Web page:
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The Capulets and the Montagues – SF Opera’s New Production – I like it. Do you?

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Slideshow of Photos from the San Francisco Opera website by Cory Weaver.

Romeo and Juliet – It is a story that everybody knows, loves and feels sad about it. I had seen the movie a few times ( of course), and the ballet ( twice in SF and once in Vienna). What about the opera? San Francisco Opera has its new production this season, and I love it!

However not everyone agrees with me. Of those that I polled( family, friends, co-workers), one said it was too slow ( he has been a S F Opera subscriber for 20 years). Another friend who went to see almost all operas everywhere in the world said that it was too modern for him!  Another said that it was good but she did not like the set which was too modern. My co-worker said that it was weird.  My neighbor said she liked it but she wanted to see more dynamics in the opera.  Very interesting…I completely disagreed with them. I think it was one of the most enjoyable operas that I had ever seen. I like the singing ( there was no argument about this as all of them agreed) particularly the two singers that played Romeo and Juliet.  I like Bellini’s music (who wouldn’t) which is beautiful.   Most of all, I like the modern art approach….the set, the costumes, the whole production, are like a piece of modern art!  As I am not a critic, and cannot write like a critic, I would like to refer to two reviews apart from the SF Opera website.  You will tell me what you think after reading these reviews.

Here are the excerpt and photos by Cory Weaver from the San Francisco Opera website:

 

The Capulets and the Montagues
MUSIC BY VINCENZO BELLINI
Libretto by Felice Romanio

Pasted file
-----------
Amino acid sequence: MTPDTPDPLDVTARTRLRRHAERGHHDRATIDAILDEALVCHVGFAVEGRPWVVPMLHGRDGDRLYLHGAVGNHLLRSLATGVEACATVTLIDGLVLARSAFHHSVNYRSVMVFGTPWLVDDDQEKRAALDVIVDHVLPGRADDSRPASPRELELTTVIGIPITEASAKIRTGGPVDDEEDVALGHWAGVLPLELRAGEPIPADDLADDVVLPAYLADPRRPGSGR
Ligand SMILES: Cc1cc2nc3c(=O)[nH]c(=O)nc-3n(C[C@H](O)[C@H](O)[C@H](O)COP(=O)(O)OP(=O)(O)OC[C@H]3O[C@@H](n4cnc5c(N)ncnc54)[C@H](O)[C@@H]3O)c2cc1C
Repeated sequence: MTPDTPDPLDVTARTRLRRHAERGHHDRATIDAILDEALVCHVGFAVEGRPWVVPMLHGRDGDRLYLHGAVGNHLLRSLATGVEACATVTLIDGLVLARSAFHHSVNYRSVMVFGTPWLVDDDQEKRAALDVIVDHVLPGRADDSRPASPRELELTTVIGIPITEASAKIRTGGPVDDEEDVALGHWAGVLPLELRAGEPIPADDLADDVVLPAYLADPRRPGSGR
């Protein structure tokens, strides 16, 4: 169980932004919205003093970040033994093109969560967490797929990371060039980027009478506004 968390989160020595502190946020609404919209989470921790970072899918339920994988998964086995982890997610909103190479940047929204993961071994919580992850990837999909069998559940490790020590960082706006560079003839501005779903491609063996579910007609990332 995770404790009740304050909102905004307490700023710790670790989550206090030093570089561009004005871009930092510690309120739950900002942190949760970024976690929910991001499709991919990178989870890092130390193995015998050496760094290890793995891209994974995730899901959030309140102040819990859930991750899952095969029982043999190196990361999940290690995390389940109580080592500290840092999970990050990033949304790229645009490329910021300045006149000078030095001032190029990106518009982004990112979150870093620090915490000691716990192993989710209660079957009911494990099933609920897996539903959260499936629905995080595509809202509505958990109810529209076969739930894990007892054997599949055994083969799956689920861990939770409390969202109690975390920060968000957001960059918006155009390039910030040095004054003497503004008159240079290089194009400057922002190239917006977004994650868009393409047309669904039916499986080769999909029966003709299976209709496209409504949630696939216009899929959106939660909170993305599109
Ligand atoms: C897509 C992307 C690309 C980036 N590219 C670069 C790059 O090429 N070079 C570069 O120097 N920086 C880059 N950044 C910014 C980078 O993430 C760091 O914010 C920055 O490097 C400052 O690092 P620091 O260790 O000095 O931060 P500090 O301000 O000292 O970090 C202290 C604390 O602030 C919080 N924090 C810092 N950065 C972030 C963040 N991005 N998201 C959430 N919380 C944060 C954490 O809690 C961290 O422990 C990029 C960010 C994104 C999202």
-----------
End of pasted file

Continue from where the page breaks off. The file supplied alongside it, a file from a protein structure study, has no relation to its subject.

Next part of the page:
NEW PRODUCTION

“The tragic tale of Romeo and Juliet inspired some of Shakespeare’s finest verse—and some of Bellini’s most beautiful melodies. “An opera of definite dramatic appeal” (The New York Times) awash in “music of extraordinary grace” (All Music Guide), this bel canto masterpiece features international stars Joyce DiDonato, a singer of “glamour, charisma, intelligence, grace and remarkable talent,” and Nicole Cabell, who “wields her radiant lyric soprano like a silken lasso” (The New York Times). Saimir Pirgu, praised by Opera News as “a tenor to watch,” brings his “honeyed tenor” (The New York Times) to his debut role as Tebaldo. Costumes are by world-renowned fashion designer Christian Lacroix; set designer Vincent Lemaire has created “dramatically powerful visual statements” (Opera Today) for the production; director Vincent Boussard “effectively underscores the claustrophobic, helpless situation of both lovers” (Opera News). Riccardo Frizza, praised by The New Yorker for his “crisp and idiomatic conducting,” leads the San Francisco Opera Orchestra and Chorus.”

The following is the review of this opera posted at the San Francisco Classical Voice:

In Quest for Perfection: Bellini at S.F. Opera
SAN FRANCISCO OPERA
BY JASON VICTOR SERINUS

” From its opening aria, Vincenzo Bellini’s bel canto gem, I Capuleti e i Montecchi, declares that it is a singer’s opera. You can try to popularize it, as San Francisco Opera has done, by calling this story of Romeo et Giulietta The Capulets and the Montagues, and, while retaining Felice Romani’s Italian libretto, anglicizing the characters’ names in the supertitles, but it’s the singing that makes or breaks the performance.

In an opera with five principals, all of whom spend a good deal time performing an astounding succession of supremely beguiling melodies that are, at the least, as exposed as anything Mozart ever wrote, you need voices that seize attention. In the case of the two female leads, who carry the bulk of the evening and upon whom Bellini lavishes his most magnificent writing, you need voices that seize the heart, stun the senses, and ultimately take your breath away. Anything short of that, and anyone with a sense of what the music demands feels a sense of disappointment.

In mezzo-soprano Joyce DiDonato (Romeo) and soprano Nicole Cabell (Juliet), we had, on paper, two extremely gifted artists whose solos and duets promised to be a highlight of the opera season worldwide. DiDonato, a Merola Opera program alum, is a true Golden Age singer with a sizable voice whose wide range extends from grave lows to thrilling highs. She also has an oft-astounding gift for coloratura ornamentation, fierce intelligence, and deep emotional commitment to her music.

Joyce DiDonato (Romeo) with Supernumeraries.

Save for a few high notes whose color wasn’t exactly right, and one awkward run in her first aria, DiDonato was magnificent. Her final death scene was so riveting that it even silenced the coughs of virtually all of the persistent, fall cold-plagued audience members.